see it clearly

Sailing Catamaran

The catamaran is the original and oldest type of boat. It was the first crude attempt of primitive man to control the direction of the log upon which he desired to float. Later, perhaps hundreds of years, the one log affair developed into a craft that consisted of three logs lashed together and pointed at the fore end, just like a gigantic toy boat that a ten-year-old boy would whittle out of a shingle as big as the side of a woodshed.

Sailing Catamaran

The plan shown here is copied after the ancient idea and is intended for use at a summer camp or swimming hole. The main part of the craft is two logs ten feet long and fourteen inches or more in diameter. If you camp near a lake or river it is probable that you can find fallen trees conveniently located for the purpose. Taper them down with an ax and lay them on a low bank two feet apart. The manner of placing the cross-braces is shown by Fig. 2. Spike them well and then drill holes with a long bit one inch in diameter. Into the holes drive tight-fitting wooden pegs. You can make it very strong and rigid this way, for all the old-time houses in this country were built with wooden nails. In Fig. 3, there is represented a lee board nailed to the end of the fore brace or thwart. The boards, there is one on the other end of the same log, dip down into the water and serve the same purpose as the centerboard of a sailboat, that is, to keep it from drifting sideways or capsizing. An oarlock on the rear cross-piece serves as a seat for the rudder oar. This oar may also be used for sculling. Fig. 6 shows the detail.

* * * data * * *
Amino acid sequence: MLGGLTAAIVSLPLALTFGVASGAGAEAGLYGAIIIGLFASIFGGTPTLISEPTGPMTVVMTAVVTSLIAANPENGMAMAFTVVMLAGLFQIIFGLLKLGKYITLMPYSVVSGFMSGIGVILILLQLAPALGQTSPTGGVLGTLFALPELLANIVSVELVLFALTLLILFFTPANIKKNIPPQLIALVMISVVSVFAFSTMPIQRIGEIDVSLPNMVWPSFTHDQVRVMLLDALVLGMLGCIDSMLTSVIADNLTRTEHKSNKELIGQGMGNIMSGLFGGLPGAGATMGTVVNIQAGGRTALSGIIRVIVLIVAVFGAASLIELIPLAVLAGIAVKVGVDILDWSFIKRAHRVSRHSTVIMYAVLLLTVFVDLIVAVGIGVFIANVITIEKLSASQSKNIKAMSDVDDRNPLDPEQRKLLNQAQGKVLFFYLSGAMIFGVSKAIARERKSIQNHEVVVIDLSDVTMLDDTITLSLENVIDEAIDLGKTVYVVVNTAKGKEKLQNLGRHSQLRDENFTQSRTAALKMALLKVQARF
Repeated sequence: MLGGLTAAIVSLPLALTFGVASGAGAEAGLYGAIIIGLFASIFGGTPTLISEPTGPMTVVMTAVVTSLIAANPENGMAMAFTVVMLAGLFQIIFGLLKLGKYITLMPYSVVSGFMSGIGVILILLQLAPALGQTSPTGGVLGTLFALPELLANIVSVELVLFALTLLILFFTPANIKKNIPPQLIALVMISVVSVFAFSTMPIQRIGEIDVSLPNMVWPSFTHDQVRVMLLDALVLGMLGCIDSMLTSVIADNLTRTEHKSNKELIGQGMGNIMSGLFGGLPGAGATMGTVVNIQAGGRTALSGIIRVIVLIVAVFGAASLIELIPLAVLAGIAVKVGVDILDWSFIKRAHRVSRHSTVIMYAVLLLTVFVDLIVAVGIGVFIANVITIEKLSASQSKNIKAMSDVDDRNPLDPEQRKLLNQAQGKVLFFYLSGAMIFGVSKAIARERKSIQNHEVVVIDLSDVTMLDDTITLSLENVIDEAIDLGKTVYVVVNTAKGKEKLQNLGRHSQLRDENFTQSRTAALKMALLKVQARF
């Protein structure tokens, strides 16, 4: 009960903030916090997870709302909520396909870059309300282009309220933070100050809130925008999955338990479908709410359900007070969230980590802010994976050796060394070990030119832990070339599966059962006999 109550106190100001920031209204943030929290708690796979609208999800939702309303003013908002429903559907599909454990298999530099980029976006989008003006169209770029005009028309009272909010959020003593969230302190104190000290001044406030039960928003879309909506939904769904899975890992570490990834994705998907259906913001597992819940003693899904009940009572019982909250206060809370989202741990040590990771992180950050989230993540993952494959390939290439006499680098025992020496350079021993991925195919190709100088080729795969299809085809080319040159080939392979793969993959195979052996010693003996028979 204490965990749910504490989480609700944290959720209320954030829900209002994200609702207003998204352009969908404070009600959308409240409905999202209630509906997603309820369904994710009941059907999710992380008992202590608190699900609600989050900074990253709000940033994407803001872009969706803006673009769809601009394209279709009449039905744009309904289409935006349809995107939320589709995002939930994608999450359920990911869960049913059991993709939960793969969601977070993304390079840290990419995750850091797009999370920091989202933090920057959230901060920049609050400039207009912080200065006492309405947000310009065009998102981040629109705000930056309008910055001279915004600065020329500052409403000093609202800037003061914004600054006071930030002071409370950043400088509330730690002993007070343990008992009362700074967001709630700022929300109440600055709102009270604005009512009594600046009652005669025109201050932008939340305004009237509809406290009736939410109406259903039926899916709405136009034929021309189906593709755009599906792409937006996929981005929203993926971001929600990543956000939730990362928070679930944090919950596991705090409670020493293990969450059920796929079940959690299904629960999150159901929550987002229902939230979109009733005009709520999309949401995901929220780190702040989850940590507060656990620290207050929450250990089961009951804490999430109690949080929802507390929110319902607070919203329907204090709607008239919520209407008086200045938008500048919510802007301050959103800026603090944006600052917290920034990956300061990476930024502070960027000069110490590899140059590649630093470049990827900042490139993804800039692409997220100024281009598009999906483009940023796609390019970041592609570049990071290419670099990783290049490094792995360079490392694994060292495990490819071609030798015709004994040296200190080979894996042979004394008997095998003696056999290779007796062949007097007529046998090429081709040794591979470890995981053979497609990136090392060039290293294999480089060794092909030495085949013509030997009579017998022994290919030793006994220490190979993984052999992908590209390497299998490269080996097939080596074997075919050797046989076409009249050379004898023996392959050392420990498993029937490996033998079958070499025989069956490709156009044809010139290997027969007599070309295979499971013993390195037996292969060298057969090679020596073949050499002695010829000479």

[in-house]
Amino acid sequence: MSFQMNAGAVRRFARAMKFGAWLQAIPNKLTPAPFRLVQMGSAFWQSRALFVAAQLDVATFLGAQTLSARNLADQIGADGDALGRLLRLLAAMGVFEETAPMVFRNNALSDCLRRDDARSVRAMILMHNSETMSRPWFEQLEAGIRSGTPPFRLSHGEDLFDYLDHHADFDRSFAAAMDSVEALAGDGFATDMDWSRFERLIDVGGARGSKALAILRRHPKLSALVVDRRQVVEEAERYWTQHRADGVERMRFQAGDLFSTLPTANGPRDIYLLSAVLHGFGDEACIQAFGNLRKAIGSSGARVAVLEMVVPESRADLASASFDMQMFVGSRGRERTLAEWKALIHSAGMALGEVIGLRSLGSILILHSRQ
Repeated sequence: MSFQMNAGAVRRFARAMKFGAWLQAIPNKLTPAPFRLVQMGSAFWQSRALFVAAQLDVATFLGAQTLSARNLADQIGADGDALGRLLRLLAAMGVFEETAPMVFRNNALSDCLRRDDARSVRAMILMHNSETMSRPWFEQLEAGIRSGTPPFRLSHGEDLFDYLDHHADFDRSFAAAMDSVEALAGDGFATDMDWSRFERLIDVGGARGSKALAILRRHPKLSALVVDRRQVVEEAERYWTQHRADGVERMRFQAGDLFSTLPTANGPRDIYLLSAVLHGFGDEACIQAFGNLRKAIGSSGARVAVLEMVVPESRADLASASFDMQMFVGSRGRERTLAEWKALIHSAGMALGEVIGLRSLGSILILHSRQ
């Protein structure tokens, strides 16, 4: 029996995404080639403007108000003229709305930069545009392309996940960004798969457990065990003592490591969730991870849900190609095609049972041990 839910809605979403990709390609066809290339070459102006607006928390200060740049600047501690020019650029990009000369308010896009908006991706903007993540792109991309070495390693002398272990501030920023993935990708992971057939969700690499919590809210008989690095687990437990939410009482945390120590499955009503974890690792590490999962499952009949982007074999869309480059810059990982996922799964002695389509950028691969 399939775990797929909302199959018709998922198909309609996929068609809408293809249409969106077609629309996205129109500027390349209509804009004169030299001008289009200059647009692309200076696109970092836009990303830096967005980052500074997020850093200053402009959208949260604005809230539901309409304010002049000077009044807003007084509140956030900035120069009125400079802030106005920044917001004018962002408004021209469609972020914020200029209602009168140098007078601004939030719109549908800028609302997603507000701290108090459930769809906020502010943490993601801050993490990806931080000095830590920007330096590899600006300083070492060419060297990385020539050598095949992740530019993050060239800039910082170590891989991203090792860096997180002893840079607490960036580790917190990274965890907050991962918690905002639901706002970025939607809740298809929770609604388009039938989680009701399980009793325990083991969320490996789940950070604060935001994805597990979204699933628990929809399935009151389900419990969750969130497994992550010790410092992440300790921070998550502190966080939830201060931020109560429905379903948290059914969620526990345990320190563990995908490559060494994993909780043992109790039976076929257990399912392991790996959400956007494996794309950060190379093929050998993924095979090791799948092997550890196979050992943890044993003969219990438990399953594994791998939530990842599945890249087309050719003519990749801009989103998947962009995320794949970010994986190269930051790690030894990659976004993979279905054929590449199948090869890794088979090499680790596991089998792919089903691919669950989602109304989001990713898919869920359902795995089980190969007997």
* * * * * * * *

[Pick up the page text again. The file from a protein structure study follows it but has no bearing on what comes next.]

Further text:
Fig. 4 shows the sail plan and dimensions clearly. Fig. 5 shows the cleat by means of which the boom of the sail swings on the mast. A heavy wire ring directly above this cleat is marked X. The mast is a hickory pole eight feet long and four inches in diameter. The lower end of it is squared and sunk into a square hole, a few long nails being toed in to steady it. The mast is then braced with wires leading from the top to the log platform.

There is a world of fun in this homely craft, but, it is needless to say, you must be a good swimmer if you want to go into deep water with it.